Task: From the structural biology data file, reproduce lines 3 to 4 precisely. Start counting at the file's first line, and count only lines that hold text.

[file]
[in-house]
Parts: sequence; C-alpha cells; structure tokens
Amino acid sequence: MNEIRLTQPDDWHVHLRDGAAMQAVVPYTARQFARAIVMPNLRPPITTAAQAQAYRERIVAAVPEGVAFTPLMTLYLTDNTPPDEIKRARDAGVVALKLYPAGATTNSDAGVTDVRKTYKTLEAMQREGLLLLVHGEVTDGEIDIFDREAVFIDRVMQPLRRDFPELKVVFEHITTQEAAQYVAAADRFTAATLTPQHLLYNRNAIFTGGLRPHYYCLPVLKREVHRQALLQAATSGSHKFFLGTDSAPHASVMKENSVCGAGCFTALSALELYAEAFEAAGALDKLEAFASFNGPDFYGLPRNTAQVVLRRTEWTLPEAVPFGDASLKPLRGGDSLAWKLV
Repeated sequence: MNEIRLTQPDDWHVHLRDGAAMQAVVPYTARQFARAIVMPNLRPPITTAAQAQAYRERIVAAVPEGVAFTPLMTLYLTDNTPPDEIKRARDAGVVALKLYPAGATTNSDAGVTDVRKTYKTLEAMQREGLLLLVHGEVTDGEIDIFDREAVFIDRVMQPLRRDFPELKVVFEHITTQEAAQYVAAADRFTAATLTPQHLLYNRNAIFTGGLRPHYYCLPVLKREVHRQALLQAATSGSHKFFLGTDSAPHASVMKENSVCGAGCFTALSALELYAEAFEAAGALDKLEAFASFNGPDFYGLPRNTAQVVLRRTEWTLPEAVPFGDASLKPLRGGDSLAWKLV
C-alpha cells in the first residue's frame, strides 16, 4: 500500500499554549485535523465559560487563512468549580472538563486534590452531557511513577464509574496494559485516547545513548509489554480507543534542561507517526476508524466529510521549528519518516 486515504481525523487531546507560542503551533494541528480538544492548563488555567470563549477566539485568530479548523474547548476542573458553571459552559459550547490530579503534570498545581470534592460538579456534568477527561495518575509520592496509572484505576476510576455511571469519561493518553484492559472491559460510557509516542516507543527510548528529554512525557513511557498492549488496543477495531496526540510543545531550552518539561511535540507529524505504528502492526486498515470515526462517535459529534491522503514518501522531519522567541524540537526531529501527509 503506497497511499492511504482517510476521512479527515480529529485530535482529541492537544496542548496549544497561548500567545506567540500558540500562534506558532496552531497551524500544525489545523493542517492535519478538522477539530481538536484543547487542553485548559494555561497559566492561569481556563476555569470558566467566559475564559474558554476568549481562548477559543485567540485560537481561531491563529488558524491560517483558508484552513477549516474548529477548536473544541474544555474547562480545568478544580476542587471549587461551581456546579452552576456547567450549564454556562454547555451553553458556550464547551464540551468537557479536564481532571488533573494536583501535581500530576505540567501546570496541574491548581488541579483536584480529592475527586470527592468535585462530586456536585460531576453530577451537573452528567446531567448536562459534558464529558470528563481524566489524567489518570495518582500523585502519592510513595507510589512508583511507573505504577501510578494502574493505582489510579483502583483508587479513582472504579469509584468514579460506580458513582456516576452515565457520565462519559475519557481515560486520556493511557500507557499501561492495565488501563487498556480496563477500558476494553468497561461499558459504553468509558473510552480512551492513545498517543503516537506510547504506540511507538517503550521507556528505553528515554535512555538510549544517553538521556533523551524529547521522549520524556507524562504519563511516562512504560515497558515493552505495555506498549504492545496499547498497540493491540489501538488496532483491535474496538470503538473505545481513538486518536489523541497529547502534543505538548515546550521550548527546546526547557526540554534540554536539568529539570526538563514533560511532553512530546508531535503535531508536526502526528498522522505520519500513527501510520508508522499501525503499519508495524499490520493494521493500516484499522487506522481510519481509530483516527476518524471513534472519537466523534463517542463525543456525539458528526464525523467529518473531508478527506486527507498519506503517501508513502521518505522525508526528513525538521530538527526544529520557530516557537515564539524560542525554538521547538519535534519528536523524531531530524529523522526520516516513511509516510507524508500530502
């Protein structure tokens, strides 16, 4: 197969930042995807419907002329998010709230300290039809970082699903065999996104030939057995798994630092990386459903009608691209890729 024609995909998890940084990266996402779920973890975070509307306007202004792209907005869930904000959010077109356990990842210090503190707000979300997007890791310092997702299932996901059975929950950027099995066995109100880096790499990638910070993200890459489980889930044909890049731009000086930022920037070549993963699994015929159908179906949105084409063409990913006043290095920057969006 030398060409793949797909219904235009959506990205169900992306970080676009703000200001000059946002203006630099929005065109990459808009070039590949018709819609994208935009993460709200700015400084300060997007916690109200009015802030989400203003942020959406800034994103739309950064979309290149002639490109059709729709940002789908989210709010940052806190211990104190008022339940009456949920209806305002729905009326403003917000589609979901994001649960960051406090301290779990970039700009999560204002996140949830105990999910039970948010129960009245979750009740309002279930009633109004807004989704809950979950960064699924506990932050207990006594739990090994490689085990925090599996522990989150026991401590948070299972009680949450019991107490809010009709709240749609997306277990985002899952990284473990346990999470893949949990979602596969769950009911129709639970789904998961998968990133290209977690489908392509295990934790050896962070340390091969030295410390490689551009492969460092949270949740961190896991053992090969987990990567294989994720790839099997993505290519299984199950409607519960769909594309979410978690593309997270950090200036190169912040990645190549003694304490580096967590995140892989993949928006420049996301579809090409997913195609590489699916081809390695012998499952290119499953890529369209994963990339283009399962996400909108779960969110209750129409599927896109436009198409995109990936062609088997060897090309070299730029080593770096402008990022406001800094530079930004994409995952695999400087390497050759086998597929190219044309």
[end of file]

Amino acid sequence: MNEIRLTQPDDWHVHLRDGAAMQAVVPYTARQFARAIVMPNLRPPITTAAQAQAYRERIVAAVPEGVAFTPLMTLYLTDNTPPDEIKRARDAGVVALKLYPAGATTNSDAGVTDVRKTYKTLEAMQREGLLLLVHGEVTDGEIDIFDREAVFIDRVMQPLRRDFPELKVVFEHITTQEAAQYVAAADRFTAATLTPQHLLYNRNAIFTGGLRPHYYCLPVLKREVHRQALLQAATSGSHKFFLGTDSAPHASVMKENSVCGAGCFTALSALELYAEAFEAAGALDKLEAFASFNGPDFYGLPRNTAQVVLRRTEWTLPEAVPFGDASLKPLRGGDSLAWKLV
Repeated sequence: MNEIRLTQPDDWHVHLRDGAAMQAVVPYTARQFARAIVMPNLRPPITTAAQAQAYRERIVAAVPEGVAFTPLMTLYLTDNTPPDEIKRARDAGVVALKLYPAGATTNSDAGVTDVRKTYKTLEAMQREGLLLLVHGEVTDGEIDIFDREAVFIDRVMQPLRRDFPELKVVFEHITTQEAAQYVAAADRFTAATLTPQHLLYNRNAIFTGGLRPHYYCLPVLKREVHRQALLQAATSGSHKFFLGTDSAPHASVMKENSVCGAGCFTALSALELYAEAFEAAGALDKLEAFASFNGPDFYGLPRNTAQVVLRRTEWTLPEAVPFGDASLKPLRGGDSLAWKLV